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This story was published before Summer 2021, when we launched our new digital experience.

Shopping with Big Brother

By now, we all expect to be tracked when we shop online. But thanks to new retail technologies, even brick-and-mortar stores are falling prey to the Internet’s watchful eye.

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"Know your customer,” or KYC, has long been one of retail’s mantras. Online shoppers are increasingly aware of how far e-commerce has taken that imperative, snooping on our Web searches and buying habits with more gusto than an NSA analyst. By contrast, brick-and-mortar shops may seem like havens of serene anonymity, but recent developments in retail technology make it clear that we’re closer than ever to a Minority Report-style future in which stores know who we are, what we want to buy, and how much we’re willing to pay for it as soon as we walk in the door.

A raft of new firms is helping retailers to produce, in an instant, dazzlingly detailed data sets that can help them understand (and, of course, upsell) any customer. One such firm, RetailNext—which already counts Bloomingdale’s and Club Monaco among its clients—has imported many of the monitoring and data-crunching techniques that have long defined online shopping into the real world. Burberry, for its part, has begun embedding RFID (radio-frequency identification) tags into some items in order to keep track of inventory and, as the website puts it, “enhanc[e] the customer experience” by triggering videos about prospective purchases on nearby screens. “It is possible that in the future we may link the RFID tags to our customer database,” warns the site. “However, we will not do this unless we have the prior consent of our customers.”

“One of the great advantages of online was that retailers could capture your personal information down to a gnat’s eyelash, but now consumer behavior in-store can be tracked much more minutely,” notes retail consultant Robin Lewis, publisher of the retail industry bible The Robin Report. “We’re at the edges of a tsunami.”

Lewis dismisses concerns over privacy as, well, passé. “Millennials don’t care about privacy, and everybody else will soon die off,” he quips, adding that it won’t be long before that generation makes up 80 to 90 percent of retail sales. For 18- to 35-year-olds, individuality trumps anonymity, prompting retailers to seek new ways to personalize the shopping experience. Below are a few of the new technologies you can expect to see—or, more troublingly, not see—at a store near you.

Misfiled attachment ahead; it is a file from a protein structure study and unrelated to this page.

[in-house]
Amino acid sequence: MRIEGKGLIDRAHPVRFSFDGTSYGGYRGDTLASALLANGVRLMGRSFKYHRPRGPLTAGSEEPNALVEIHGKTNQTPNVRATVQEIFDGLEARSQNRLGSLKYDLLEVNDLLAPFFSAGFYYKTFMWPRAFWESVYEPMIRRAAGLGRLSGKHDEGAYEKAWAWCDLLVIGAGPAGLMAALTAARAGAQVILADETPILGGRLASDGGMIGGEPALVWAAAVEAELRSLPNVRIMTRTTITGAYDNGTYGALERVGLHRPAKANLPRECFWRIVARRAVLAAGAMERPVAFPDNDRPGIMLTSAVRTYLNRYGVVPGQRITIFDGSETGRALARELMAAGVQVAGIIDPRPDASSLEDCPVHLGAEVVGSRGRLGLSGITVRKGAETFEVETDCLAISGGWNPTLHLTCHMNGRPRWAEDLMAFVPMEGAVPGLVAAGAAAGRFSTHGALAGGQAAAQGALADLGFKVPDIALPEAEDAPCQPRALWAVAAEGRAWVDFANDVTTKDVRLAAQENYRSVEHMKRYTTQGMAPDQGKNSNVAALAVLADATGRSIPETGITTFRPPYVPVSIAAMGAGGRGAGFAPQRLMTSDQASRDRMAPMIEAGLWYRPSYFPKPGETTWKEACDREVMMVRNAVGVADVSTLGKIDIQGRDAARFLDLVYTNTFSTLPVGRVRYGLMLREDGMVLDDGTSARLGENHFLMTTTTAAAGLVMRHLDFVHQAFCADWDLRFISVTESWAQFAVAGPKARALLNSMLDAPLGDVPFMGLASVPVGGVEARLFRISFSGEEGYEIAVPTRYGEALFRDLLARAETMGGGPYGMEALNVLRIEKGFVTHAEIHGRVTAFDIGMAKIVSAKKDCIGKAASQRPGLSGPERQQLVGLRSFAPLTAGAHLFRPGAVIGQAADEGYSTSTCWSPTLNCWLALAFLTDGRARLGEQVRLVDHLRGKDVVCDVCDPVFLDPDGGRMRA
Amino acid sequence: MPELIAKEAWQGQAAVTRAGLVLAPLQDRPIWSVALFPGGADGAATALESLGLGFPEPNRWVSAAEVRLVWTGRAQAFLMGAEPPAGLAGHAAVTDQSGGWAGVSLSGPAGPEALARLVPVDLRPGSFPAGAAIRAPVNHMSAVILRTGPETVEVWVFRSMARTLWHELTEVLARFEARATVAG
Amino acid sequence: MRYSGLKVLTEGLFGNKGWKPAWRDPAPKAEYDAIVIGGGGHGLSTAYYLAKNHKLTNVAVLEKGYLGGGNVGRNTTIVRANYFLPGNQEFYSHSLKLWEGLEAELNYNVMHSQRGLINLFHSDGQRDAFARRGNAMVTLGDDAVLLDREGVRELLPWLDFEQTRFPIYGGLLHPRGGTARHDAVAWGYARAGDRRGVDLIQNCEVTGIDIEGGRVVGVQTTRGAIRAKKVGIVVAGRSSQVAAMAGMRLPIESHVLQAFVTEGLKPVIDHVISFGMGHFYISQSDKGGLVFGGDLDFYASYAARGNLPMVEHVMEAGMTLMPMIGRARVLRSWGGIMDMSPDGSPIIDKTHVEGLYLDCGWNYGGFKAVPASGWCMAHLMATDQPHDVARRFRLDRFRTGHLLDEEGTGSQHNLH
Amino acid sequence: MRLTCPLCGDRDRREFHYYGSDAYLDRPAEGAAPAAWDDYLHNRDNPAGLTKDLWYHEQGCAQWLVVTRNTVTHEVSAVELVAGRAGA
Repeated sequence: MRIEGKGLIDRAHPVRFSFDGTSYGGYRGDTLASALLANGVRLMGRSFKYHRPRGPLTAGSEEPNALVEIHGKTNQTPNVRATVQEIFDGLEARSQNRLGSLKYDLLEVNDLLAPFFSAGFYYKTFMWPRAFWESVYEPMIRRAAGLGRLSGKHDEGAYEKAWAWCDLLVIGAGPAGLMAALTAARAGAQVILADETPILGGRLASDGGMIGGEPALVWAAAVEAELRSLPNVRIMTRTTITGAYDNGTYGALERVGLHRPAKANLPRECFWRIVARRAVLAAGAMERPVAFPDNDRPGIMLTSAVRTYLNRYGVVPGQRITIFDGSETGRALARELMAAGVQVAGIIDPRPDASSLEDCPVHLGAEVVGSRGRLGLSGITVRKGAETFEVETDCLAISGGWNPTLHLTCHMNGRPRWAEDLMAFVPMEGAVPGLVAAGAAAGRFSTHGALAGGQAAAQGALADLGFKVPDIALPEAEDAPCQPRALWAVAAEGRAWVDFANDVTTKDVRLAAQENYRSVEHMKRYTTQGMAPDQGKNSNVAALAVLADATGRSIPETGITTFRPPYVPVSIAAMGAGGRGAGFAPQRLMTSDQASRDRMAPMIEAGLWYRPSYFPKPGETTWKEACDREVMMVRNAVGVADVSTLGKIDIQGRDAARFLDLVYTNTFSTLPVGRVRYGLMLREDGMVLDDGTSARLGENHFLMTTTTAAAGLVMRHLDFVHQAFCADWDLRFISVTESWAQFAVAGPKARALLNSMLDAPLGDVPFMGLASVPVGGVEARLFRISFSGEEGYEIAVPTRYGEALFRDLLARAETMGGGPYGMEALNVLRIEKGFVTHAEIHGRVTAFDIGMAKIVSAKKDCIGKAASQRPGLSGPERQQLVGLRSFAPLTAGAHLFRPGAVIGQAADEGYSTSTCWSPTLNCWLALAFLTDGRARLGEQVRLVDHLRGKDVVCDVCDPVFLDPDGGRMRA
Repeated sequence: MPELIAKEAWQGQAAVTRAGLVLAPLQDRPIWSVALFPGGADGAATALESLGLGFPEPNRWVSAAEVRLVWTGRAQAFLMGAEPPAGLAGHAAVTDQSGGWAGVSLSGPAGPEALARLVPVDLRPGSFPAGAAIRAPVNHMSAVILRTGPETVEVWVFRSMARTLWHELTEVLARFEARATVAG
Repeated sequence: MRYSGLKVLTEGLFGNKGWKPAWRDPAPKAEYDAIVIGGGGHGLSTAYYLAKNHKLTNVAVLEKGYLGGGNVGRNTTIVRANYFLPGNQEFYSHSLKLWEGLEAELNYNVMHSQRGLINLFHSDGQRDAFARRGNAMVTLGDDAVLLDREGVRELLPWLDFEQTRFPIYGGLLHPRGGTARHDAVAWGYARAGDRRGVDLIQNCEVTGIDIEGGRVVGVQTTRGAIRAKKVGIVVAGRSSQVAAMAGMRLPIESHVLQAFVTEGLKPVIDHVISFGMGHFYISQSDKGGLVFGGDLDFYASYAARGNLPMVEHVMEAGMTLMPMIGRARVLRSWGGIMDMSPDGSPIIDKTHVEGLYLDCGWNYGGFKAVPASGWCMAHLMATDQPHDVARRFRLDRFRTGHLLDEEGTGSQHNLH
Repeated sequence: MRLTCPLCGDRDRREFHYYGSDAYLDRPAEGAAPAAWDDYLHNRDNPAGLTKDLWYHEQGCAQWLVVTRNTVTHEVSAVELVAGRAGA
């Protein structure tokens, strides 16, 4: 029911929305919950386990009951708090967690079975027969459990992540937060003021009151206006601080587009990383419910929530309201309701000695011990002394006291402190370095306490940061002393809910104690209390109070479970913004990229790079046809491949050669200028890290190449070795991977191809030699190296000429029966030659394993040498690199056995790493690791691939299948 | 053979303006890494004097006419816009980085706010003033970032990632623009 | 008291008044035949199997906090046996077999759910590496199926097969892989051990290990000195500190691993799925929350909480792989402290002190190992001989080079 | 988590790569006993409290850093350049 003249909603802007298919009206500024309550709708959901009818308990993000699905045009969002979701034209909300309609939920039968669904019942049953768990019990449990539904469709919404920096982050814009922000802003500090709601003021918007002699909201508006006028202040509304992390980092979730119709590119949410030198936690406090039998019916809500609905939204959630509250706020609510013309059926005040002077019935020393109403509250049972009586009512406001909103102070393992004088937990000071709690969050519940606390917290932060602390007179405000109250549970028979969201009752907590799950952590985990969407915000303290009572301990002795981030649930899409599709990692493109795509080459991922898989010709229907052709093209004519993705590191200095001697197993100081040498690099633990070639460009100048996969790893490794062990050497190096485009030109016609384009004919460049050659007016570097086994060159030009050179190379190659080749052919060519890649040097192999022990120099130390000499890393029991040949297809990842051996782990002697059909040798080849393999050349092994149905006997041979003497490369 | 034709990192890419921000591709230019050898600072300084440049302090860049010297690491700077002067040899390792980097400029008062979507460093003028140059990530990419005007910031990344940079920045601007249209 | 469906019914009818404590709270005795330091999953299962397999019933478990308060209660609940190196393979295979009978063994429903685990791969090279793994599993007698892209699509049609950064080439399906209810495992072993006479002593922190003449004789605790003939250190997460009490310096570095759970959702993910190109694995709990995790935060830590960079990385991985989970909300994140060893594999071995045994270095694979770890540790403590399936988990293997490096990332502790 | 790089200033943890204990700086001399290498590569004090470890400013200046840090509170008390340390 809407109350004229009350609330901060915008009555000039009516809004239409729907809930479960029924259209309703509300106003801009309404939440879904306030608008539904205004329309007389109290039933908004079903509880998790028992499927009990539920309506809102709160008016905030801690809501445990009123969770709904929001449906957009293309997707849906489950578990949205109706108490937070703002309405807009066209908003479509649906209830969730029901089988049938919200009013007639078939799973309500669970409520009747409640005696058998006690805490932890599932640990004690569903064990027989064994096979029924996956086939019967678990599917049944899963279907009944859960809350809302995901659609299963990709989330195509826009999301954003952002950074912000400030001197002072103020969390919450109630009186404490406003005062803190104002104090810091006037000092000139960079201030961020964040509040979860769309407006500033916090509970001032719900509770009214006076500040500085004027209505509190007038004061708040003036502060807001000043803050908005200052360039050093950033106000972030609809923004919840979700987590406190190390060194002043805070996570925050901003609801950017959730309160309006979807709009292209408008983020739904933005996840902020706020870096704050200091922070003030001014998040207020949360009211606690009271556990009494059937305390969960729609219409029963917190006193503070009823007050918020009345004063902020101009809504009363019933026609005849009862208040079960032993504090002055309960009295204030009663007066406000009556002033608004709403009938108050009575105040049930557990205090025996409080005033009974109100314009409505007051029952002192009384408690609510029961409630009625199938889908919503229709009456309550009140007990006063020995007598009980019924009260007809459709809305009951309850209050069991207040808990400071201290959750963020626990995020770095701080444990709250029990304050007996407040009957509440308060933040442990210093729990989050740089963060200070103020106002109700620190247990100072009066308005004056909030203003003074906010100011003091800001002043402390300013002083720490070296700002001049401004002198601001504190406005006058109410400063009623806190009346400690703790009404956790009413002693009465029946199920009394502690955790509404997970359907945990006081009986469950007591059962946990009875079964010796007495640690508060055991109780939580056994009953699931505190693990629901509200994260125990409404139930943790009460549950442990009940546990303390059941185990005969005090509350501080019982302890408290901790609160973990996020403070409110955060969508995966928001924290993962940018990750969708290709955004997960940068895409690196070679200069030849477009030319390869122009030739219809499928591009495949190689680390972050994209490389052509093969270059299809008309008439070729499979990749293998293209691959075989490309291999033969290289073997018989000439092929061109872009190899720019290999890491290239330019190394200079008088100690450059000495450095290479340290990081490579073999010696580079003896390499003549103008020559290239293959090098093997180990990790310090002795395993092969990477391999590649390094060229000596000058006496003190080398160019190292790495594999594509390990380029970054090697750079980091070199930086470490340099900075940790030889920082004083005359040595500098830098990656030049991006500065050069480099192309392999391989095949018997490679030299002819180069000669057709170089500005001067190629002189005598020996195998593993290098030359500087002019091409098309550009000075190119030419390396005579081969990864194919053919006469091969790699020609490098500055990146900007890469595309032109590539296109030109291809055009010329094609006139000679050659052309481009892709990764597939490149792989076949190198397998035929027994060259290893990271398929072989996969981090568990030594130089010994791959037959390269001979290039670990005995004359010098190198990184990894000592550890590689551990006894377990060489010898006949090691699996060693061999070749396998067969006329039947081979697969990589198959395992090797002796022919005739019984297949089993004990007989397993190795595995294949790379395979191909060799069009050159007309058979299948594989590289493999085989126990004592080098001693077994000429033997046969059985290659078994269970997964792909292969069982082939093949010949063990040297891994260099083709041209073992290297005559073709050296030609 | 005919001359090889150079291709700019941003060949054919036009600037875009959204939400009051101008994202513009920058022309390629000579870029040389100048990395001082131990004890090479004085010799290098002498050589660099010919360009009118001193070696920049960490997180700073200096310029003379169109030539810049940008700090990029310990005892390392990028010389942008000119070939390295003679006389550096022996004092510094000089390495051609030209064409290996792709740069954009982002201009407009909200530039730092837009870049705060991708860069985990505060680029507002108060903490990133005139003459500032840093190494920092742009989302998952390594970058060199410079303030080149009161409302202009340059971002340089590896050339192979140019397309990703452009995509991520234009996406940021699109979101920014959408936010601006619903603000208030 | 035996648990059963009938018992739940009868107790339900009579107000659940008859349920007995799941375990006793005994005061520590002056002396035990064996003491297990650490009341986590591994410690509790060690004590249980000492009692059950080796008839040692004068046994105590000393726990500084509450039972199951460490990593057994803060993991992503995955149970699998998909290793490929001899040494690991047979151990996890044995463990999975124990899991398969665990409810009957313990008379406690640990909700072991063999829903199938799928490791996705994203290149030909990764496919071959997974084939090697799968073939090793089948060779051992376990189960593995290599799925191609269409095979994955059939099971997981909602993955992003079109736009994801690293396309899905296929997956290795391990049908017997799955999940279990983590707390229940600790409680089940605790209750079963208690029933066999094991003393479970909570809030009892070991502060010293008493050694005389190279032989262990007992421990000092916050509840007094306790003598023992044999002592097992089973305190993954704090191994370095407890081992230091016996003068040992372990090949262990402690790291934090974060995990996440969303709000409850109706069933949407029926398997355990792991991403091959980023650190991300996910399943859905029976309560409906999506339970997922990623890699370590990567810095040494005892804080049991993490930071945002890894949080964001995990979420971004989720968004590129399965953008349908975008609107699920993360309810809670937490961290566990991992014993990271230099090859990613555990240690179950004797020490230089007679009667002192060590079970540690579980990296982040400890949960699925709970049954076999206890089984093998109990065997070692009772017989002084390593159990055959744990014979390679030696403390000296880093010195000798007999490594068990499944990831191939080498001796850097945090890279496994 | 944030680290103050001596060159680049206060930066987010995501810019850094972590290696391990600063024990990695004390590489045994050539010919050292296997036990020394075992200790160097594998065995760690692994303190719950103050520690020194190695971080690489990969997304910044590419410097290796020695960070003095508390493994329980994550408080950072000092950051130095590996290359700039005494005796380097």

They’re watching you…

Forget delivery drones. If recent patent filings are any indication, Amazon’s next real-world foray is likely to be a brick-and-mortar store. Using a system of cameras, sensors, facial-recognition programs, and RFID (radio-frequency identification) readers to identify shoppers and items they’ve chosen, Amazon’s proposed mall store can fully automate and track the purchasing process. No cashier required.

Want to know how that purse detail or raincoat lining was made? At Burberry’s London flagship, waving a would-be purchase in front of the store’s interactive screens triggers videos and graphics via an embedded RFID chip that tells the backstory behind that particular item.

Remember Kim Cattrall in Mannequin? The Italian firm Almax brought the film’s concept to life a few years ago with its EyeSee models. These robo-mannequins have cameras instead of eyes, which record the age, sex, and ethnicity of any shopper pausing in front of the display.

Russia’s answer 
to Sephora, the drugstore Ulybka Radugi recently launched a program that proposes discounts tailored to
a shopper’s mood via facial-recognition software installed at each register. If a camera spots a regular who seems forlorn, for example, it can access and then sift through her purchasing history for a personal pick-me-up, perhaps offering a coupon for
a guilt-free splurge on her favorite body lotion.

Meet one sales assistant who has an excuse for her robotic demeanor: Aiko Chihira, Toshiba’s android hostess, who blinks, smiles, and gives a six-minute guided tour of a department store in Tokyo where she was “employed” in customer service.


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